Today's Law As Amended


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AB-1512 Off-highway vehicular recreation: Carnegie State Vehicular Recreation Area: Alameda-Tesla Expansion Area.(2021-2022)



As Amends the Law Today


SECTION 1.
 The Legislature finds and declares all of the following:
(a) To support the global effort to combat the biodiversity and climate crises, Governor Gavin Newsom’s Executive Order No. N-82-20 establishes a goal of the state to conserve at least 30 percent of California’s land and coastal waters by 2030. The executive order directs the Natural Resources Agency, along with other relevant state agencies, in consultation with the California Biodiversity Collaborative, to develop and report strategies to the Governor no later than February 1, 2022, to achieve this goal in a manner that:
(1) Protects and restores biodiversity.
(2) Enables enduring conservation measures on a broad range of landscapes, including natural areas and working lands, in partnership with land managers and natural resource user groups.
(3) Expands equitable outdoor access and recreation for all Californians.
(b) To advance efforts to conserve biodiversity, the Natural Resources Agency is directed pursuant to Governor Gavin Newsom’s Executive Order No. N-82-20 to take the following actions within existing authority and resources:
(1) Strategically prioritize investments in cooperative, high-priority actions that promote biodiversity protection, habitat restoration, wildfire-resilient, sustainably managed landscapes, and other conservation outcomes.
(2) Implement actions to increase the pace and scale of environmental restoration and land management efforts by streamlining the state’s process to approve and facilitate these projects.
(3) Collaborate with federal and state research institutions to utilize innovative scientific observation technology and with tribal partners to incorporate tribal expertise and traditional ecological knowledge to better understand our biodiversity and threats it faces.
(c) On January 12, 2021, a court ruling on a petition by the County of Alameda challenging the Carnegie State Vehicular Recreation Area environmental impact report and general plan, which included opening the Alameda-Tesla Expansion Area to off-highway vehicle recreation, found that the environmental impact report and general plan violated the California Environmental Quality Act (Division 13 (commencing with Section 21000) of the Public Resources Code) and ordered that the environmental impact report and general plan be set aside and that the Department of Parks and Recreation’s Off-Highway Motor Vehicle Recreation Division can use moneys from the Off-Highway Vehicle Trust Fund for conservation and nonmotorized recreation, including to preserve the Alameda-Tesla Expansion Area.
(d) Specifically, the court said, “The Court, exercising its independent judgment with regard to Respondents’ statutory interpretation finds Respondents have failed to proceed in the manner required by law. Paragraph (3) of subdivision (c) of Section 5090.02 of the Public Resources Code directs Respondents to support both motorized recreation and motorized off-highway access to nonmotorized recreation.”
(e) The court also said the “statute does not mandate Respondents to prioritize OHV [off-highway vehicle] use, but rather directs Respondents to strike a balance to support both activities. Respondents have not cited to any authority that prohibits them from adding acreage to an existing SVRA [state vehicular recreation area] without including OHV recreation opportunities on the newly acquired acreage or, considering the Carnegie SVRA as a whole, utilizing the additional acreage with a reduced use alternative.”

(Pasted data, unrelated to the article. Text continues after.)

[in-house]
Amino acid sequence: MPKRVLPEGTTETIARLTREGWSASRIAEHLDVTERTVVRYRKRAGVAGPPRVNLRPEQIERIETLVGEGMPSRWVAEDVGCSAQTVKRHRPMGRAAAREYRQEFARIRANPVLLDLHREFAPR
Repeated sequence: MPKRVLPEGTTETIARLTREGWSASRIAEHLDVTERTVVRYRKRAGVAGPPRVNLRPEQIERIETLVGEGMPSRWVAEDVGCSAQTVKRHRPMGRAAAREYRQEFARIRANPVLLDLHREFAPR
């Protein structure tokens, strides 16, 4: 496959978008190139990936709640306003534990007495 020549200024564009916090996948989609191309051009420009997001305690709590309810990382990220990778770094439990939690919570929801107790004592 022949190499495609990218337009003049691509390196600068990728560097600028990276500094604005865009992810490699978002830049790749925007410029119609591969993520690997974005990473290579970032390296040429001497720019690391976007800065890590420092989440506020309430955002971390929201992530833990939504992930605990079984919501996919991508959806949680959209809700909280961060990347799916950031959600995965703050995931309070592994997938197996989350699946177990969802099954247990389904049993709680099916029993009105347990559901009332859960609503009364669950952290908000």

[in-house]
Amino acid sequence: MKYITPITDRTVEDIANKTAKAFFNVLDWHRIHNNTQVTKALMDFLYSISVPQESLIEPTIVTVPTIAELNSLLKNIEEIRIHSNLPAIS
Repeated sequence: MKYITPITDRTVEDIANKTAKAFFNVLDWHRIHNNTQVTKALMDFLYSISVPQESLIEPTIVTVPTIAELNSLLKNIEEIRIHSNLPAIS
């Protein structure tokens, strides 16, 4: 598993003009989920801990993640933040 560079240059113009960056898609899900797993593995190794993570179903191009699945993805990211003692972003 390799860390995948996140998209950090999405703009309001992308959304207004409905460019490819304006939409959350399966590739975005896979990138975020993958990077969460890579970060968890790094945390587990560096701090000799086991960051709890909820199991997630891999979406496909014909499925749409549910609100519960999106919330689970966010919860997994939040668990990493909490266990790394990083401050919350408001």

(f) Furthermore, the court said, “Clearly, in the present circumstances OHV recreation opportunities are already available in the Carnegie SVRA, therefore if the [Alameda-Tesla] Expansion Area includes solely off-highway motorized access to nonmotorized recreation (or, more likely, minimal OHV recreation as was presented in the reduced use alternative) the Carnegie SVRA as a whole complies with the legislative intent concerning SVRAs.”
(g) The Alameda-Tesla Expansion Area hosts highly sensitive, biologically diverse, and irreplaceable natural, cultural, and historical resources, including rare, threatened, and endangered wildlife and plant species, designated critical habitats, sensitive vegetation communities and unusual vegetation assemblages, a critical habitat corridor along the Diablo Range, Native American archeologic and sacred ceremonial sites, and the historic Tesla town site. These resources could be irreparably damaged by off-highway vehicle recreation.
(h) The location of the Alameda-Tesla Expansion Area in eastern Alameda County makes it particularly accessible for large urban communities and underserved populations in the region.
(i) It is the intent of the Legislature to preserve the Alameda-Tesla Expansion Area for conservation purposes and as a resource for nonmotorized recreation.

SEC. 2.

 Section 5090.42 is added to the Public Resources Code, to read:

5090.42.
 (a) For purposes of this section, “land” means the land known as the “Alameda-Tesla Expansion Area,” which encompasses approximately 3,100 acres in the County of Alameda and is currently part of Carnegie State Vehicular Recreation Area.
(b) The department shall preserve, in perpetuity, the land for conservation purposes, including for nonmotorized public recreation, consistent with Sections 5019.71 and 5019.74.
(c) The department shall work with other entities to have nine million dollars ($9,000,000) appropriated, donated, or transferred to the Off-Highway Vehicle Trust Fund, established pursuant to subdivision (c) of Section 38225 of the Vehicle Code, by January 1, 2025.